Embedded Human Closed-Loop Deep Brain Stimulation for Tourette Syndrome A Nonrandomized Controlled Trial

Congratulations Jackson N. Cagle, PhD, Michael S. Okun, MD, Stephanie Cernera, PhD, Robert S. Eisinger, PhD, Enrico Opri, PhD, Dawn Bowers, PhD, Herbert Ward, MD, Kelly D. Foote, MD, Aysegul Gunduz, PhD on the publication of “Embedded Human Closed-Loop Deep Brain Stimulation for Tourette Syndrome A Nonrandomized Controlled Trial.”  This article was published in the September issue of JAMA Neurology.



Importance  Because Tourette syndrome (TS) is a paroxysmal disorder, symptomatic relief in individuals with TS may be possible through the application of stimulation only during the manifestation of human tic neural signatures. This technique could be capable of suppressing both motor and vocal tics and would have similar effectiveness to conventional continuous deep brain stimulation (DBS).

Objective  To evaluate the feasibility, safety, and clinical effectiveness of bilateral centromedian-parafascicular complex thalamic closed-loop DBS as a treatment for medication-refractory TS.

Design, Setting, and Participants  This single-center double-blinded safety and feasibility trial was conducted between February 2014 and June 2020. Six individuals with TS were screened and recruited from the Norman Fixel Institute at the University of Florida. The primary outcome was measured at 6 months, and participants were followed up for the duration of the neurostimulator battery life. Independent ratings that compared closed-loop and conventional DBS were videotaped. The first 2 of 6 individuals with TS were excluded from the study because the technology for embedded closed-loop capability was not yet available. The date of analysis was August 2020.

Interventions  DBS therapy controlled by an embedded closed-loop stimulation system.

Main Outcomes and Measures  The primary clinical outcome measure was a minimum of a 40% reduction in the YGTSS score at 6 months following DBS. There was also a comparison of conventional DBS with closed-loop DBS using the Modified Rush Videotape Rating Scale for Tic.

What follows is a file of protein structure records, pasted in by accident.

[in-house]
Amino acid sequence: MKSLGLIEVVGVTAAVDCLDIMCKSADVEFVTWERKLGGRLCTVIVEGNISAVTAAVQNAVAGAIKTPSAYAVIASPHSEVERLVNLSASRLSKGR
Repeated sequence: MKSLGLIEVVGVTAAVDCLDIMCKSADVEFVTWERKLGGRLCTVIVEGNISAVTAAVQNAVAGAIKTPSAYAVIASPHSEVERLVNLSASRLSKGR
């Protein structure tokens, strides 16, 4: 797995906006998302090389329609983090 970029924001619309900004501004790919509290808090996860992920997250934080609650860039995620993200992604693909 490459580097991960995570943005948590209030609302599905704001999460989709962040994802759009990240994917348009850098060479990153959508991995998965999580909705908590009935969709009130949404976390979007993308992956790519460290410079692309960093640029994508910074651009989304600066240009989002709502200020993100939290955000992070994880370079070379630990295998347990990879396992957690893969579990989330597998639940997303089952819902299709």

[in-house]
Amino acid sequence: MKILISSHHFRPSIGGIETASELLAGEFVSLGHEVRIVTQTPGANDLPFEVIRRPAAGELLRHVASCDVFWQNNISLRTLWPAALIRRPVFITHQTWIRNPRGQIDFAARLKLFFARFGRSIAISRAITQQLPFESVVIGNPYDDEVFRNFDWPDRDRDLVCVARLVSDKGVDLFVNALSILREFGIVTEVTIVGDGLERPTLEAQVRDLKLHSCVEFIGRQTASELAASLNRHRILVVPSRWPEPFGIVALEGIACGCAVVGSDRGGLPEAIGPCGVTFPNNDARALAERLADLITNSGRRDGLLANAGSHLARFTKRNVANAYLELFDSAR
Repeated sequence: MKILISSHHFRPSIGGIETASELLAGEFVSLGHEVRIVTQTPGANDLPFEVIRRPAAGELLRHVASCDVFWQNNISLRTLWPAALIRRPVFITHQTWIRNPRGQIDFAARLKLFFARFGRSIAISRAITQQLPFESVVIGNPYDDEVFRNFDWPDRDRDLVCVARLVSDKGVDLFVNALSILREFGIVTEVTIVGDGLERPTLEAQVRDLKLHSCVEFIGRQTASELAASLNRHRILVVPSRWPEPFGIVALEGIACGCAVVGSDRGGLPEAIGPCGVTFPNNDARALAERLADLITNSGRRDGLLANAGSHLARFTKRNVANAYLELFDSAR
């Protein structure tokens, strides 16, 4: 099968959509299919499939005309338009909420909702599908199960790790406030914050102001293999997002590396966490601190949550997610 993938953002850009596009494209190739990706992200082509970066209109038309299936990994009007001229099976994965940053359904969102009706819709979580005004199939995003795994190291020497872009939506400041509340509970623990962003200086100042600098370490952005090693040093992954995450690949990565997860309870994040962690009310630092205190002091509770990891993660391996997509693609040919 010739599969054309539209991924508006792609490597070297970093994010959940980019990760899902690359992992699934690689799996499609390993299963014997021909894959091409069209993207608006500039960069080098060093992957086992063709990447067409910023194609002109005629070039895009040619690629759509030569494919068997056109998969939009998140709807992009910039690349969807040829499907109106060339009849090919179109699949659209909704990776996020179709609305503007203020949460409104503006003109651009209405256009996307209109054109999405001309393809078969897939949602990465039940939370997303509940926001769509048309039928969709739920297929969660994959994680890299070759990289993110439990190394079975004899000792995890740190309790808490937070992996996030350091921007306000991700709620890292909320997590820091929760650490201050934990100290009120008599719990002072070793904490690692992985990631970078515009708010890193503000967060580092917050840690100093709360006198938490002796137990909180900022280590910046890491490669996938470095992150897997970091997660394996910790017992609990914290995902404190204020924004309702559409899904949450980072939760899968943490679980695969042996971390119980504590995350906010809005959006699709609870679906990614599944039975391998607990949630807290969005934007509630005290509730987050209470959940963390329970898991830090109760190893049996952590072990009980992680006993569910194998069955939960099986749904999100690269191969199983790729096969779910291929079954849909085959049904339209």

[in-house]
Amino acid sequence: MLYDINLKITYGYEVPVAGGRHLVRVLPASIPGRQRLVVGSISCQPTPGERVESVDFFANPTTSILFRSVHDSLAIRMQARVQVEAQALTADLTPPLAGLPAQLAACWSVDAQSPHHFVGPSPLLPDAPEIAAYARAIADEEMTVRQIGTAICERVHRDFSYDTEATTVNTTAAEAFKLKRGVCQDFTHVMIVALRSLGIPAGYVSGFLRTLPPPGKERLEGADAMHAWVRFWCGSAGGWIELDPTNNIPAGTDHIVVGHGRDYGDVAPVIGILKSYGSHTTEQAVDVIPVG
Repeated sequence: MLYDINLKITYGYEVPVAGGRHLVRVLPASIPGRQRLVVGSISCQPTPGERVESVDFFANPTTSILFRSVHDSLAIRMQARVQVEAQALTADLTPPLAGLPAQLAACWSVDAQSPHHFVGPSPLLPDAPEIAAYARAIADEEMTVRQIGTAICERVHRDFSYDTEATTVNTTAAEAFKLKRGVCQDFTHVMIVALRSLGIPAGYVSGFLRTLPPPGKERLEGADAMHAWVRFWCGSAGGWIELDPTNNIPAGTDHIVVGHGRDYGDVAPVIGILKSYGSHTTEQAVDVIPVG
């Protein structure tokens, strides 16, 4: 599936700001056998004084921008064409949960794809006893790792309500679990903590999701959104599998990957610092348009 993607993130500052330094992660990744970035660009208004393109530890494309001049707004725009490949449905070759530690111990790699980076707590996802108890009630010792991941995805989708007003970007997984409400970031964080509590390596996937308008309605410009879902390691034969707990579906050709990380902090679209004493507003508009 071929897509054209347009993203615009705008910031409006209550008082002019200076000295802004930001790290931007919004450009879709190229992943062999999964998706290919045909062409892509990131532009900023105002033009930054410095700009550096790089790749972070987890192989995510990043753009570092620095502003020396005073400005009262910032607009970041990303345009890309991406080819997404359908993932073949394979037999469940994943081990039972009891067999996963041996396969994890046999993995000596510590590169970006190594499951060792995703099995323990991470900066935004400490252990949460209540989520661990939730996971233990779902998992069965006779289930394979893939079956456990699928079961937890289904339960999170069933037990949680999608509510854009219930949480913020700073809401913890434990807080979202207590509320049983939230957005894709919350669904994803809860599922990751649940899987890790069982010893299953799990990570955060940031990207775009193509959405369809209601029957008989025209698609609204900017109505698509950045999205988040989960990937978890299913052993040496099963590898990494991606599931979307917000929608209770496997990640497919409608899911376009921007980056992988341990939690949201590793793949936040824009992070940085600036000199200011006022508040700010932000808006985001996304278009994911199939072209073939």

Results  The mean (SD) age at TS diagnosis for the cohort was 8.5 (2.9), and the mean (SD) disease duration was 23.7 (5.8) years. Four individuals with TS were analyzed (2 male, 2 female; mean [SD] age, 23.7 [5.8] years). The study showed the closed-loop approach was both feasible and safe. One of the novelties of this study was that a patient-specific closed-loop paradigm was created for each participant. The features and stimulation transition speed were customized based on the signal quality and the tolerance to adverse reactions. The mean (SD) therapeutic outcome with conventional DBS was 33.3% (35.7%) improvement on the YGTSS and 52.8% (21.9%) improvement on the Modified Rush Videotape Rating Scale. Two of 4 participants had a primary outcome variable improvement of 40% meeting the primary efficacy target. When comparing closed-loop DBS with conventional DBS using a Wilcoxon sign-rank test, there was no statistical difference between tic severity score and both approaches revealed a lower tic severity score compared with baseline. The study was feasible in all 4 participants, and there were 25 total reported adverse events with 3 study-related events (12%). The most common adverse events were headache and anxiety.

Conclusions and Relevance  Embedded closed-loop deep DBS was feasible, safe, and had a comparable outcome to conventional TS DBS for the treatment of tics.